Israeli Prime Minister Benjamin Netanyahu has said his country must prepare for a protracted war in Gaza.

The comments squash any hopes of a swift end to fighting that has already cost more than 1,000 lives.

In a televised address, Mr Netanyahu said that any solution to the crisis would require the demilitarisation of the Palestinian territory, which is controlled by Hamas Islamists and their militant allies.

"Israeli citizens cannot live with the threat from rockets and from death tunnels - death from above and from below," he said.

"We will not end this operation without neutralising the tunnels whose sole purpose is killing our citizens."

This afternoon, a huge explosion in a public garden in northern Gaza killed eight children and two adults, and wounded 40 others, Palestinian medics said.

Locals blamed the blast on an Israeli air strike, but Israel denied responsibility, saying it was a misfire by a rocket launched by Hamas militants.

At roughly the same time, another blast shook the grounds of Gaza's main Shifa hospital, without causing any casualties.

Israel, which has previously accused Hamas militants of hiding in the hospital, again blamed an errant missile.

Elsewhere, seven Palestinians were killed in an Israeli bombardment of the city of Rafah in the southern Gaza Strip tonight.

The seven, including five women and one child, died when their three-storey building was destroyed, said the spokesman for Gaza rescue services.

Israel has also said that five soldiers have been killed in and around Gaza.

The number included four soldiers killed by a mortar shell in southern Israel who media reports had initially identified as civilians.

These deaths mean that 48 Israeli soldiers have died in the conflict, along with three civilians killed by Hamas rockets and mortars that hit Israel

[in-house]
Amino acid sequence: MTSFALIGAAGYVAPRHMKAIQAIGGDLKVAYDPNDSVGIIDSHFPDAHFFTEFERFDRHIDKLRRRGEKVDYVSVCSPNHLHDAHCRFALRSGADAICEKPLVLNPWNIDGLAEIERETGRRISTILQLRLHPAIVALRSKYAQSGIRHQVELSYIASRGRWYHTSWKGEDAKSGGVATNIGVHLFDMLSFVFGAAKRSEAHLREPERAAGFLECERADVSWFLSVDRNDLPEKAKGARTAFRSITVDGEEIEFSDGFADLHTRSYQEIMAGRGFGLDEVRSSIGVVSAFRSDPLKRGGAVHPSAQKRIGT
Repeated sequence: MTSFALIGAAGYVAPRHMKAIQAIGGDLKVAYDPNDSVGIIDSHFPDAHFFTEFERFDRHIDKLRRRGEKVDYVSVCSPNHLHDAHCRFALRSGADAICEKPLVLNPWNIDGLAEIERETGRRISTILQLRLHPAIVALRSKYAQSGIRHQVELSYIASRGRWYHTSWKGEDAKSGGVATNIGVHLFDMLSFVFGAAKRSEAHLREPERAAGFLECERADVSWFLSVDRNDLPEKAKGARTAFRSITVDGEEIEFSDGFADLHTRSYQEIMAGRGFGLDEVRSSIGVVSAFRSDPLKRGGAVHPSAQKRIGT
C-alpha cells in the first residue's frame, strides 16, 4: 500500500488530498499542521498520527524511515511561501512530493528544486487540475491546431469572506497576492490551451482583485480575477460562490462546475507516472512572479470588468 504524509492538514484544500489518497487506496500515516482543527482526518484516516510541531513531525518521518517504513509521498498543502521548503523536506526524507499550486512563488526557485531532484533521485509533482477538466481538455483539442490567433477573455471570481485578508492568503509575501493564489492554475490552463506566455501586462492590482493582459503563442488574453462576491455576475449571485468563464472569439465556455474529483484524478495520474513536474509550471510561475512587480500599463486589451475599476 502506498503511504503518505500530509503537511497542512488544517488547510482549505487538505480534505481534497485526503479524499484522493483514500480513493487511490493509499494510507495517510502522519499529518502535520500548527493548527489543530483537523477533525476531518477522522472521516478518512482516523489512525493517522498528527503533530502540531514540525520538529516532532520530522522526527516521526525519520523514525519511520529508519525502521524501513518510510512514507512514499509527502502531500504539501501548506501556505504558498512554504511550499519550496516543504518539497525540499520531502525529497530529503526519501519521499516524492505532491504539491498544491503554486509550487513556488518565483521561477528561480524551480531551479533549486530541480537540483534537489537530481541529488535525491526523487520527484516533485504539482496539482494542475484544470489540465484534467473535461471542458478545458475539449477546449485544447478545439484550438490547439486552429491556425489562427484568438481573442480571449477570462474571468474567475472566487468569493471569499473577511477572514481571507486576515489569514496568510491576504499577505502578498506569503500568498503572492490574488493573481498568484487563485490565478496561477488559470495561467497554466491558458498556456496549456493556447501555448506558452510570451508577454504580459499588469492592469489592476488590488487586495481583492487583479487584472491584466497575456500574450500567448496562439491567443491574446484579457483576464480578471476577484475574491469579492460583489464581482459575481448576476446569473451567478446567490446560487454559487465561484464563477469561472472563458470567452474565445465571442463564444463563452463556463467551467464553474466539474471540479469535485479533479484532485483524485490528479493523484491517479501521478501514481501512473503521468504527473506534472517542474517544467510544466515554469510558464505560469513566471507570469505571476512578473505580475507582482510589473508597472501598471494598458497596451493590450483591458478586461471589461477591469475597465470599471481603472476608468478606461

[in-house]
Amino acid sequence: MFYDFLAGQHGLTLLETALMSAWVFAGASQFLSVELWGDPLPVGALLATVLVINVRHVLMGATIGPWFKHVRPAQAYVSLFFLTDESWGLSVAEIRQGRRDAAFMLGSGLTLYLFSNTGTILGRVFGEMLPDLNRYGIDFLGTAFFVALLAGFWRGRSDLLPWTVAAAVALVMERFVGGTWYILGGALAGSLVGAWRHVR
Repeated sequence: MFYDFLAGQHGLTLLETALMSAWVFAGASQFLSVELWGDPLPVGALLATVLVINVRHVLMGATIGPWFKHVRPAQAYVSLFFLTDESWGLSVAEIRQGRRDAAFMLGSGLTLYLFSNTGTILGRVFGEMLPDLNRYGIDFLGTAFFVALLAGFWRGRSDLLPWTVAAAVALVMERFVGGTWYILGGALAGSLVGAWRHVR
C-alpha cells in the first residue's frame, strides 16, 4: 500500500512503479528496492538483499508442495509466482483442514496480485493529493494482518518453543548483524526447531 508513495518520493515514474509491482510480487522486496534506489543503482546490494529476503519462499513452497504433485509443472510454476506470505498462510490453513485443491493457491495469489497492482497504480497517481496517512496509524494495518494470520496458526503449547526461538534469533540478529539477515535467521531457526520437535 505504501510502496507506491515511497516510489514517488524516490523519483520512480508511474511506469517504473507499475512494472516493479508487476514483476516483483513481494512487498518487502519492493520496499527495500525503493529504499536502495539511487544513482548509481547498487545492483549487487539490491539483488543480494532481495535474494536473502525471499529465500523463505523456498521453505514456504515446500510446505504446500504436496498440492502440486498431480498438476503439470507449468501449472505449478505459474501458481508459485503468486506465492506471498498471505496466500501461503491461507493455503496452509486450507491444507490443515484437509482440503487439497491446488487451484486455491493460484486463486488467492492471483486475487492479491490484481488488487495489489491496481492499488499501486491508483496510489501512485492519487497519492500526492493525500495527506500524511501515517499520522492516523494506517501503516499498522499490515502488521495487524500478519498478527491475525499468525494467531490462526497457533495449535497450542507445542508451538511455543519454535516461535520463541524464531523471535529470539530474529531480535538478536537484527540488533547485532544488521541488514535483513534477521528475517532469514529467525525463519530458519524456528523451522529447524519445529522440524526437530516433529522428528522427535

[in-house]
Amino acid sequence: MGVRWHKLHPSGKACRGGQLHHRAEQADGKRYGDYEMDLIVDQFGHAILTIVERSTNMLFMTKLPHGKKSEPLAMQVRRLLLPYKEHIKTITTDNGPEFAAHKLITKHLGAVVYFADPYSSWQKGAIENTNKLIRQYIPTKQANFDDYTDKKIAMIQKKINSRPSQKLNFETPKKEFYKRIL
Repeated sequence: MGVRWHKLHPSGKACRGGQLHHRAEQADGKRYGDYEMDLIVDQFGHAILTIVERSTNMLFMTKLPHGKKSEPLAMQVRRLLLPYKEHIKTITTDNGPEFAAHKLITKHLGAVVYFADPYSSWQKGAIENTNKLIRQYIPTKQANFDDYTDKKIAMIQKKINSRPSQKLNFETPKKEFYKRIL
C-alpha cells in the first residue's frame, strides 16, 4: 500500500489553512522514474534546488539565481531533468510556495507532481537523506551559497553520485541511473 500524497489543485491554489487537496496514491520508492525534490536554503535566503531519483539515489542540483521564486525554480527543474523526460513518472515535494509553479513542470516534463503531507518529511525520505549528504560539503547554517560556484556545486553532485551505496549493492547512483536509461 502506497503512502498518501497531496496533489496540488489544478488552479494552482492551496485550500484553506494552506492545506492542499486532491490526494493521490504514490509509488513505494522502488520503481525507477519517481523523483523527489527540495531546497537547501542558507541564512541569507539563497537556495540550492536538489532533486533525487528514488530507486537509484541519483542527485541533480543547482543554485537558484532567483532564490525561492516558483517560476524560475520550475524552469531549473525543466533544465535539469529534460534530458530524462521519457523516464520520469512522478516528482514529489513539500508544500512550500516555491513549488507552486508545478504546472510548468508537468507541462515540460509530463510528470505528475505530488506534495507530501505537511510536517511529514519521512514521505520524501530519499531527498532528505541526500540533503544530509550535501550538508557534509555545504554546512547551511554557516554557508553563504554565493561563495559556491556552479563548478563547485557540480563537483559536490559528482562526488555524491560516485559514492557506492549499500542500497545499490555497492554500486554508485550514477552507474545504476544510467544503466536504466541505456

As night fell over Gaza, army flares illuminated the sky and the sound of intense shelling could be heard.

The military warned thousands of Palestinians to flee their homes in areas around Gaza City, usually the prelude to major army strikes.

Egypt has condemned Israel for using what it said was "excessive force" against civilians in Gaza.

It also urged Israel and Hamas to abide by the "humanitarian truce" proposed by Cairo and backed by the United Nations to end the 21-day conflict.

It said the truce would pave the way for a "permanent ceasefire".

Earlier today, UN Secretary-General Ban Ki-moon called on Israel and Hamas to stop the violence in Gaza.

"In the name of humanity, the violence must stop," Mr Ban told reporters.

Israel and Palestinian militants in Gaza have been locked in three weeks of fighting which have killed more than 1,050 people in Gaza, mostly civilians.

Today's blasts came during a relative lull in the fighting, coinciding with the Muslim holiday of Eid al-Fitr.

However, the Israeli army this afternoon sent messages to thousands of Palestinians living near Gaza City to flee shortly after a mortar shell killed at least four people in Israel.

"A short while ago, phonecalls were made and text messages were sent out to the civilian population of Shejaiya, Zeitun and eastern Jabaliya calling them to evacuate immediately towards central Gaza City," a statement from the army said.

President Higgins speaks of 'failure of diplomacy'

President Michael D Higgins has said the search for peace in Gaza should be stepped up.

Speaking in Armagh, the President said the appalling and escalating loss of life in Gaza was a tragic example of the failure of diplomacy.

He said there was an awareness among Irish citizens of the importance of building and securing a peaceful resolution to the conflicts in Gaza, Syria, Iraq, Ukraine and elsewhere.

Taoiseach Enda Kenny said the Israeli response to rocket attacks by Hamas is "not satisfactory".

He said the scale of the humanitarian crisis in Gaza, with loss of life, damage to infrastructure and problems with the supply of food and water is clear to see.

Speaking in Galway this afternoon, Mr Kenny said there is a very fragile situation in the region at the moment.

He said that while every country, including Israel, has a right to defend itself, this has to be exercised in a proportionate manner.

He said the Israeli approach in this regard was not satisfactory.

The Taoiseach said the Minister for Foreign Affairs has spoken to a number of ambassadors from the region to express the Government's views.